Pat Mirenda, University of British Columbia
Leslie Jones, Executive Director, CBI Consultants, Ltd.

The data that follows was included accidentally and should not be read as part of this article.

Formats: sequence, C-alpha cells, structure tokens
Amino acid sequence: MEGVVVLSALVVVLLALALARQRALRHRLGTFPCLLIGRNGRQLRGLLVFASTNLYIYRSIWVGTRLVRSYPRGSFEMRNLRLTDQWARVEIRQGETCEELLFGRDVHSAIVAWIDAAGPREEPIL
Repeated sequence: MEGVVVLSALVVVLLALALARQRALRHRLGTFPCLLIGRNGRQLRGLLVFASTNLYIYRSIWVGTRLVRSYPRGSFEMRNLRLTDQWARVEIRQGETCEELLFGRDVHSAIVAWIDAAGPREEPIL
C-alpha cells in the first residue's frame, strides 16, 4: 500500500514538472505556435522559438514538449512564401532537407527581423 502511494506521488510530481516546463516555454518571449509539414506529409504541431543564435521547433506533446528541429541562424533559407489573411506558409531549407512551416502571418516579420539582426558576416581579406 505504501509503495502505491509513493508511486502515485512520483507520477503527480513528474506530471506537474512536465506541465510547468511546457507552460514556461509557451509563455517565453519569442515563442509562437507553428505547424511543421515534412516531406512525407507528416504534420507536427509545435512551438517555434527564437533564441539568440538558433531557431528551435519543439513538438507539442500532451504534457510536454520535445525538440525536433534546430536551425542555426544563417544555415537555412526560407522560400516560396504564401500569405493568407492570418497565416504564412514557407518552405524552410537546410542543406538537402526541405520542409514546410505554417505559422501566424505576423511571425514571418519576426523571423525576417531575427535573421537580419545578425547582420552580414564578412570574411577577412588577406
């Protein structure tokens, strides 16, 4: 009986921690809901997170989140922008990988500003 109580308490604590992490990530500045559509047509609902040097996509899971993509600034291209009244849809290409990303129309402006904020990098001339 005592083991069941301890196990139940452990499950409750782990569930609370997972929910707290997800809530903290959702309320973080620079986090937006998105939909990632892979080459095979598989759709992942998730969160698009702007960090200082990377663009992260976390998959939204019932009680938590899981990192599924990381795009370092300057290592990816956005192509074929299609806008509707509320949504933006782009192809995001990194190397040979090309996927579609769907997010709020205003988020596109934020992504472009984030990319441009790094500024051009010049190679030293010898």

The goal of this study was to evaluate the outcomes of a comprehensive self-determination curriculum that was developed by CBI Consultants, Ltd. and was provided to 62 adolescents (ages 15-18, 58% male) with autism spectrum disorder (ASD) and other developmental disabilities (DDs). Instruction was conducted by two facilitators from CBI Consultants who had extensive previous experience implementing the curriculum with adolescents not involved in the study. All instructional sessions took place in participants’ schools; for the most part, sessions were conducted weekly for a period of 27 weeks during the regular school year and required approximately 60 minutes per session. The curriculum utilizedinteractive activities and games to enable participants achieve goals related to self-understanding and make post-school transition plans. Sessions 1-10 focussed on helping students to recognize their unique strengths, talents, abilities, learning styles, and skills. Sessions 11-16 taught participants how to enlist support, speak for themselves, and make goals for the future. Sessions 17-23 built on these skills by teaching participants how to create goals and action plans that would enable them to realize their goals. Finally, Sessions 24-27 focussed on the development of a DVD that participants presented at their Individualized Education Plan (IEP) meetings to inform parents and teachers about their future goals and the skills that were needed to attain those goals. The Arc’s Self-Determination Scale for Adolescents (ASDSA; Wehmeyer & Kelchner, 1995), a 72-item self-report measure, was the primary outcome measure used in the study. It was administered both before and after the curriculum was delivered, to assess change across four subscale areas: autonomy, self-regulation, psychological empowerment, and self-realization. Paired samples t-tests were used to compare pre-and post-test percentile (i.e., norm) scores for each subscale and the total score. Significant changes were evident in the autonomy and self-regulation subscales as well as the total score (p <.01). The two areas of change were those that received the most attention in the curriculum that was the focus of the study. These results are promising and suggest that substantive changes in at least two domains of self-determination are possible after exposure to this curriculum.